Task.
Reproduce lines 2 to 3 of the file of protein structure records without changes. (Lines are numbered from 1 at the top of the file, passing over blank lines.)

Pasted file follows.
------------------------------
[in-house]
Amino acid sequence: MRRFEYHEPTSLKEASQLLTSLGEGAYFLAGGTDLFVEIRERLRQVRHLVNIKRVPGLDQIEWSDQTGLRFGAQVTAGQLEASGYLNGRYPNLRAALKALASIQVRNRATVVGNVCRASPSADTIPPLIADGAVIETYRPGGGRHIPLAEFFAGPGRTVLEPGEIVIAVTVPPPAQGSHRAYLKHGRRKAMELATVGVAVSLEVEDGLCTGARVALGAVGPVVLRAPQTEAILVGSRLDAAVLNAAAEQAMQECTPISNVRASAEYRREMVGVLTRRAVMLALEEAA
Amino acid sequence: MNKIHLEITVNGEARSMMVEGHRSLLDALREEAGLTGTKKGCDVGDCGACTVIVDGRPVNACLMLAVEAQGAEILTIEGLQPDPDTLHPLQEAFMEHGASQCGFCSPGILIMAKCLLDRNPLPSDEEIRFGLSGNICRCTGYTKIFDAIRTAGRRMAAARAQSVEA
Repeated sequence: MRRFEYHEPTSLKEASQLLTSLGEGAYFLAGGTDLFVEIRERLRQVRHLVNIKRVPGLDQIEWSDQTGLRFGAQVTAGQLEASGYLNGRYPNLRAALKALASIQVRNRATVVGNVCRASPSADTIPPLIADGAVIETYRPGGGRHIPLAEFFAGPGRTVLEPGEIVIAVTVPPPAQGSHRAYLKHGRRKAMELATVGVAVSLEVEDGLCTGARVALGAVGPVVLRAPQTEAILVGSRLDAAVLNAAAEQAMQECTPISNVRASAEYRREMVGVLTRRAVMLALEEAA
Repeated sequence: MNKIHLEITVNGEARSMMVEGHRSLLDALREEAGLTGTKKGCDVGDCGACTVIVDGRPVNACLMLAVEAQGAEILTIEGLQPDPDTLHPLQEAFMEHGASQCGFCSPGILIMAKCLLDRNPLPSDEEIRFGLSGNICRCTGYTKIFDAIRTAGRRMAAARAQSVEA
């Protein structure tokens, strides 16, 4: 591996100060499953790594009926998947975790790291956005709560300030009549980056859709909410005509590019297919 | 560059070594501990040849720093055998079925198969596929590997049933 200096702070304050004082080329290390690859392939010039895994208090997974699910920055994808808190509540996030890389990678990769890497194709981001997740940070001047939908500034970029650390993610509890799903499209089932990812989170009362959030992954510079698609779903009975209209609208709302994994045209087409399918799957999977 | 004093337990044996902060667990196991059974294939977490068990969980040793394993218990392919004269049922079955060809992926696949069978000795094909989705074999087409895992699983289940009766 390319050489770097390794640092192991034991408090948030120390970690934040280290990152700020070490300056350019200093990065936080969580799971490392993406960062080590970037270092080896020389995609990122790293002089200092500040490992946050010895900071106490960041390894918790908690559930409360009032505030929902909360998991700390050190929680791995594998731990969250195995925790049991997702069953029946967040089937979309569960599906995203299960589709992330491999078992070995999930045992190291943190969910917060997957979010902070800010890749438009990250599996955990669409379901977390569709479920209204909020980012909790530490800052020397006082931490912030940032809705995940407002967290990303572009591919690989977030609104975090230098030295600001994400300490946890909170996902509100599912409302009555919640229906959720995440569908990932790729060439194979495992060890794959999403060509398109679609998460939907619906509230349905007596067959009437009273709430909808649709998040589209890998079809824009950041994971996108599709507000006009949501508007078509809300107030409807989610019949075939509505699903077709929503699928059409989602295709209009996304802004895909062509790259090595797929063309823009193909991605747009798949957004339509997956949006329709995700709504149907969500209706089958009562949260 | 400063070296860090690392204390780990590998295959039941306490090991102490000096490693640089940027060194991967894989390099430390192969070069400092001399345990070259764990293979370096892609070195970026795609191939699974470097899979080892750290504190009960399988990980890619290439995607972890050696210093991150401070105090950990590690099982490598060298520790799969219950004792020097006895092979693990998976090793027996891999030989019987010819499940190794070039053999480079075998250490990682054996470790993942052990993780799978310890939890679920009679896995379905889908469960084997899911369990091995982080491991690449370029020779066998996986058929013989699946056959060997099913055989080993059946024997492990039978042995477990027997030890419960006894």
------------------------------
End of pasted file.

Amino acid sequence: MRRFEYHEPTSLKEASQLLTSLGEGAYFLAGGTDLFVEIRERLRQVRHLVNIKRVPGLDQIEWSDQTGLRFGAQVTAGQLEASGYLNGRYPNLRAALKALASIQVRNRATVVGNVCRASPSADTIPPLIADGAVIETYRPGGGRHIPLAEFFAGPGRTVLEPGEIVIAVTVPPPAQGSHRAYLKHGRRKAMELATVGVAVSLEVEDGLCTGARVALGAVGPVVLRAPQTEAILVGSRLDAAVLNAAAEQAMQECTPISNVRASAEYRREMVGVLTRRAVMLALEEAA
Amino acid sequence: MNKIHLEITVNGEARSMMVEGHRSLLDALREEAGLTGTKKGCDVGDCGACTVIVDGRPVNACLMLAVEAQGAEILTIEGLQPDPDTLHPLQEAFMEHGASQCGFCSPGILIMAKCLLDRNPLPSDEEIRFGLSGNICRCTGYTKIFDAIRTAGRRMAAARAQSVEA